EDITORIAL NOTE: This guest blog was written by Ellen Miller and Elaine Giessel, members of the Natural Resource Committee of the League of Women Voters of Johnson County, Kansas.
In our bright red League of Women Voters shirts and front-row seats, we came out in force!
The over 400 attendees of the Environmental Protection Agency’s listening session on carbon pollution from existing power plants saw how much the League of Women Voters of Johnson County, Kansas (LWVJC) cares about clean air. The meeting, held at EPA Region 7 Headquarters in Lenexa, KS, was one of 11 sessions across the country. Karl Brooks, our region’s administrator, presided over the well-organized session. There was a slight 20-minute delay getting started due to the large crowd, with overflow rooms quickly filling up, which only added to the room’s buzz and decibel level.
The Johsnon County League was happy to be one of the many Leagues to comment on this important regulation. LWVUS has a long record of supporting the life saving measures that this regulation will address for future generations as well as for the environment. On behalf of the Johnson County League, Ellen Miller started her testimony by referring to LWVUS national president Elisabeth MacNamara’s statement that, “Reducing the amount of carbon pollution from power plants is a life-saving measure that will protect our children, our nation and the world from the devastating effects of climate change.”
The Johnson County League was able to provide a unique, local voice to this listening session, by focusing on the public health risks in our own county. Using the American Lung Association’s State of the Air website, we outlined some of the statistics that affect the “Groups at Risk:” of the nearly 553,000 residents of Johnson County. The health risks facing these groups include:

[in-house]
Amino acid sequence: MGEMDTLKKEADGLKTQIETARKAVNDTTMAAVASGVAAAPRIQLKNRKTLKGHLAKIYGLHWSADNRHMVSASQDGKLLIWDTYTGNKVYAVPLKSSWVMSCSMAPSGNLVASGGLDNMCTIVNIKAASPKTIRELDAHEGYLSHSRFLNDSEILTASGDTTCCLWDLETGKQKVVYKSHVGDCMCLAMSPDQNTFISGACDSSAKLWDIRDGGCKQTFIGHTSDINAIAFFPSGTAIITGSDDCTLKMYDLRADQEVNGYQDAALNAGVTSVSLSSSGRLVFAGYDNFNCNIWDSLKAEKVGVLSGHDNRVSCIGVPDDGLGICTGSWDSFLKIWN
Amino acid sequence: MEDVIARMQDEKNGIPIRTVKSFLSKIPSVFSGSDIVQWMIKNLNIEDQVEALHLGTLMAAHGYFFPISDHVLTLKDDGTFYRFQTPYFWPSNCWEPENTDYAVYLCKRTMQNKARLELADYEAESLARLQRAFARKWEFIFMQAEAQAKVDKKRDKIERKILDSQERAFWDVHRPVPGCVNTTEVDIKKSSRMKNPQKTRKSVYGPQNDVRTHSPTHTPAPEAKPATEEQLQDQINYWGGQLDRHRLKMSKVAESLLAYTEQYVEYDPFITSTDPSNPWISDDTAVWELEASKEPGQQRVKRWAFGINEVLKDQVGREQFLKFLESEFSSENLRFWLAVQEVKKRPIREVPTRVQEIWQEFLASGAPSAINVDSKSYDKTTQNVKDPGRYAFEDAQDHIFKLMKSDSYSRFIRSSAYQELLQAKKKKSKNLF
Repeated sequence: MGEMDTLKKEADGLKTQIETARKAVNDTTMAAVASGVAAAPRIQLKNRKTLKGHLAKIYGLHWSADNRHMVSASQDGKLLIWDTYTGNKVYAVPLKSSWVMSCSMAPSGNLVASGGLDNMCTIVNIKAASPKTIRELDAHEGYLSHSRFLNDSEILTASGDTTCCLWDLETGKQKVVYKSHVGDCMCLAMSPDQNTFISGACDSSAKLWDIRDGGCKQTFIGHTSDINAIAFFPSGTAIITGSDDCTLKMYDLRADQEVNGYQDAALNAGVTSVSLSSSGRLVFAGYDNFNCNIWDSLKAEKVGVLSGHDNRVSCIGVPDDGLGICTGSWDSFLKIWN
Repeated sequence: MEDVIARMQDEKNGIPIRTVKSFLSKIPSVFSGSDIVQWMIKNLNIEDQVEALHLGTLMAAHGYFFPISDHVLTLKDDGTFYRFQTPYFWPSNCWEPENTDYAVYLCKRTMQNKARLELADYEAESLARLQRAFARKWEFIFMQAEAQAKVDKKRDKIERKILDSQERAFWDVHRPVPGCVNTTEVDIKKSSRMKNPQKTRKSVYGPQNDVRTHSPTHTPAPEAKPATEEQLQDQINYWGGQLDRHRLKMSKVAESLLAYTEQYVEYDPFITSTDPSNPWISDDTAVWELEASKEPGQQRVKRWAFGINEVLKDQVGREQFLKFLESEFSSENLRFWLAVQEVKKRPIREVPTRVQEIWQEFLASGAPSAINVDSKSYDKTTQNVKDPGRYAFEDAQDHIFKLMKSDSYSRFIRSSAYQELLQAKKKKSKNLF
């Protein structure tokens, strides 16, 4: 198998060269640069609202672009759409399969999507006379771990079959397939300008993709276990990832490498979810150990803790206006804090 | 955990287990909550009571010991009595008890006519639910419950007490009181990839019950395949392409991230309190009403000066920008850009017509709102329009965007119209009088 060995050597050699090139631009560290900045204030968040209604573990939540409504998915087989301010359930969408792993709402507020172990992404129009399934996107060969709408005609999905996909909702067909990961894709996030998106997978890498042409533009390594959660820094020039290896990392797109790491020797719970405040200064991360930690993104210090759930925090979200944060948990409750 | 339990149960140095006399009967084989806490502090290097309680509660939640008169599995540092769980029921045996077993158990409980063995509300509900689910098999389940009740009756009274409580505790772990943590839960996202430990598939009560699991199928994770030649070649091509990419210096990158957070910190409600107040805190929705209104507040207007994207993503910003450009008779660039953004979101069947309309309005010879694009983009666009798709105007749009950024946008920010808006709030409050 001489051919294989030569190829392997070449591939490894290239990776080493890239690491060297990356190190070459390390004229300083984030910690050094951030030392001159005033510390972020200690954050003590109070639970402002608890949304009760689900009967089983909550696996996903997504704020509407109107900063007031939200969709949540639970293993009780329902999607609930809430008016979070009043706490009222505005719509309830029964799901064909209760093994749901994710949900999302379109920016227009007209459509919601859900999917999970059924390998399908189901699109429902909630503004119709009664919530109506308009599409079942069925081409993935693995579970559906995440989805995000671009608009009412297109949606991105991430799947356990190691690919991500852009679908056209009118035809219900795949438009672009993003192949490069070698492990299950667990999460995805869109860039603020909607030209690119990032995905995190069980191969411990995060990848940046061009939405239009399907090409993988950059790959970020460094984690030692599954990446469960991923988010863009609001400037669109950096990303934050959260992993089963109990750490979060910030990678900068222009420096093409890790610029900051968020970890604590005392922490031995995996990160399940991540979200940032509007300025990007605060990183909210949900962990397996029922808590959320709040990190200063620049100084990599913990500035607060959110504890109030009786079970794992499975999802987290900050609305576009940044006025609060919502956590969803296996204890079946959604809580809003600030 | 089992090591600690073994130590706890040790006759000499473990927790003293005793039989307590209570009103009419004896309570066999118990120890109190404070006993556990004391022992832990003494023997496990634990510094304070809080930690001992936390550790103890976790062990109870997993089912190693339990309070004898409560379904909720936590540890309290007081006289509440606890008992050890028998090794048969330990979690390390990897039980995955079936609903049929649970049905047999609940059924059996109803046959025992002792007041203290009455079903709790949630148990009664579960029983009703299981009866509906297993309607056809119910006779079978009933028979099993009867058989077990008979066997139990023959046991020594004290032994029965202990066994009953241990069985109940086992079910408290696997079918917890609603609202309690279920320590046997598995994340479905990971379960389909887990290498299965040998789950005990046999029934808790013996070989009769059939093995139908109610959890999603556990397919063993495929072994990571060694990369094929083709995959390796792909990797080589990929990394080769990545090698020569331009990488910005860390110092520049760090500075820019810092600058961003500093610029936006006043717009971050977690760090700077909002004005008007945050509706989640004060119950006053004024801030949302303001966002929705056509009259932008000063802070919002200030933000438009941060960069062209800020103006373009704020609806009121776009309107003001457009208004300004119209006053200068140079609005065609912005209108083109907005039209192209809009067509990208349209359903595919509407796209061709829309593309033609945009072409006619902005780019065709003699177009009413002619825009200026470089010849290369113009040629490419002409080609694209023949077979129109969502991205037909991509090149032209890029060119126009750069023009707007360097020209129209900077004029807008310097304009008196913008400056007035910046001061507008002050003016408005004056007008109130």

Additionally, a child’s lungs are not fully developed until adulthood and infants have only 20 percent of their tiny air sacs developed. Noting that both water quality and agricultural chemicals have been highly regulated by the federal government for decades, she urged immediate installation of the first-ever carbon emissions standard that would protect public health and address the cause of climate change.
A rally of more than 50 supporters of carbon standards was held in advance of the listening session. Many other groups testified in favor of carbon emission standards on existing facilities, including numerous Sierra Club representatives, as well as Audubon Society members, Iowa’s green efficiency program, the Missouri Power Plant Alliance, a state legislator, the Sustainability Sanctuary Group and the Kansas Municipal League. A small number of construction union members and local industry representatives testified against additional regulations. A few individuals also expressed concern about rising energy costs.
Citizens in support of carbon pollution standards far outnumbered those who opposed regulation of emissions. It is clear that the informed public is worried about the public health and global climate change issues associated with rising carbon levels.
If the same level of concern was expressed at listening sessions around the country, then the EPA should have little reason to delay developing and implementing carbon emission standards on both new and existing facilities.
The listening session we attended was just a preliminary session for public input into the process of creating appropriate regulations. Based on these sessions, there will be additional opportunities in the next year to provide comments on proposed rules. To have your voice heard now, contact the EPA in support of the proposed carbon standards.
The League of Women Voters of Johnson County, Kansas was one of many Leagues that testified at the EPA listening sessions on carbon regulations. League members attended each of the 11 sessions. The League of Women Voters of the United States testified at the Washington, DC session.